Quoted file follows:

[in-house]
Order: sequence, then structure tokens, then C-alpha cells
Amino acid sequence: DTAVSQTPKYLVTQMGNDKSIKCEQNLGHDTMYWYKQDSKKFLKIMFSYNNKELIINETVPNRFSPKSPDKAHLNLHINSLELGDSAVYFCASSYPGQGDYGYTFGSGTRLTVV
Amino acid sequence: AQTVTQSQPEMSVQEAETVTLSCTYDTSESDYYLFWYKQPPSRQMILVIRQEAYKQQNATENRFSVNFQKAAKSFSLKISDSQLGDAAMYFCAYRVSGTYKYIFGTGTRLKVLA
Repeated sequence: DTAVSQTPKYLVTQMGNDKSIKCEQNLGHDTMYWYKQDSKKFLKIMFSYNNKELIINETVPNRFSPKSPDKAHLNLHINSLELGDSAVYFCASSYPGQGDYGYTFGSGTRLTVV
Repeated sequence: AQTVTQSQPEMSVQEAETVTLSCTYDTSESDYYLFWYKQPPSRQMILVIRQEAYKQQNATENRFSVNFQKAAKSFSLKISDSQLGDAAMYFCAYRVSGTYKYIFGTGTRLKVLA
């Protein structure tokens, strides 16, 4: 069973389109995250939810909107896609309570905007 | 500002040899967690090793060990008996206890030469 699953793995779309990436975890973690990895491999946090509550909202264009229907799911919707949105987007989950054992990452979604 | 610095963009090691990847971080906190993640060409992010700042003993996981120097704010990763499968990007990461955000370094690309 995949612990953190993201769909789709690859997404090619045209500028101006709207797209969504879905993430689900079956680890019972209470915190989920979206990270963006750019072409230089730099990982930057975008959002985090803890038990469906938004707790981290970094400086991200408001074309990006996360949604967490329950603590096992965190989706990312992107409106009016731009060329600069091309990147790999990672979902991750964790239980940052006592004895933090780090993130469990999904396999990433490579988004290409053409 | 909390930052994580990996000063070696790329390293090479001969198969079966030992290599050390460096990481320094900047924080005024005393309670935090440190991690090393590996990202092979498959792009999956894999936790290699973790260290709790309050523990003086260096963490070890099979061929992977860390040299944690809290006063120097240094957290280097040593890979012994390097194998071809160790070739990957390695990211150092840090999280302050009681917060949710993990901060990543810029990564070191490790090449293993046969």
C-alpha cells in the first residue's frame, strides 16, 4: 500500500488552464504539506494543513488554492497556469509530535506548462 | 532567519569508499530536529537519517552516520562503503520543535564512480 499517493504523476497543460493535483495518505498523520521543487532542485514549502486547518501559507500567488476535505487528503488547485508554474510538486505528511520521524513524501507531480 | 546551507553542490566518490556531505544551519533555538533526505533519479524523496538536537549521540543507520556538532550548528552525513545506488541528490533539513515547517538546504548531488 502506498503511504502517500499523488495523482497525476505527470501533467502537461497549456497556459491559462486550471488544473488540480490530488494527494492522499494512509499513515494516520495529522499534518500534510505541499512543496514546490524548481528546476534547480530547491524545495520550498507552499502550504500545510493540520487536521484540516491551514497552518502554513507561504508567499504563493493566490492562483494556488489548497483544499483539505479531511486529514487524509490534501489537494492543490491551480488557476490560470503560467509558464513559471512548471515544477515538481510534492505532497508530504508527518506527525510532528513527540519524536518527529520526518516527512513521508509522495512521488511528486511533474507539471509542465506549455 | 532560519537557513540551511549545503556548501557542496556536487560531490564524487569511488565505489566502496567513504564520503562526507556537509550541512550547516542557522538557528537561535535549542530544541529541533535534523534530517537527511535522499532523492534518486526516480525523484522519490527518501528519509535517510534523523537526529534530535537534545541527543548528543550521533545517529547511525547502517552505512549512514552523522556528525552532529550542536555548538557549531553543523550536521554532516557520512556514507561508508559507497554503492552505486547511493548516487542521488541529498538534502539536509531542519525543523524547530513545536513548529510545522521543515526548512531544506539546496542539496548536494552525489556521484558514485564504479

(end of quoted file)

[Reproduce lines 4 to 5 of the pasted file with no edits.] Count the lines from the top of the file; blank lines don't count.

Amino acid sequence: AQTVTQSQPEMSVQEAETVTLSCTYDTSESDYYLFWYKQPPSRQMILVIRQEAYKQQNATENRFSVNFQKAAKSFSLKISDSQLGDAAMYFCAYRVSGTYKYIFGTGTRLKVLA
Repeated sequence: DTAVSQTPKYLVTQMGNDKSIKCEQNLGHDTMYWYKQDSKKFLKIMFSYNNKELIINETVPNRFSPKSPDKAHLNLHINSLELGDSAVYFCASSYPGQGDYGYTFGSGTRLTVV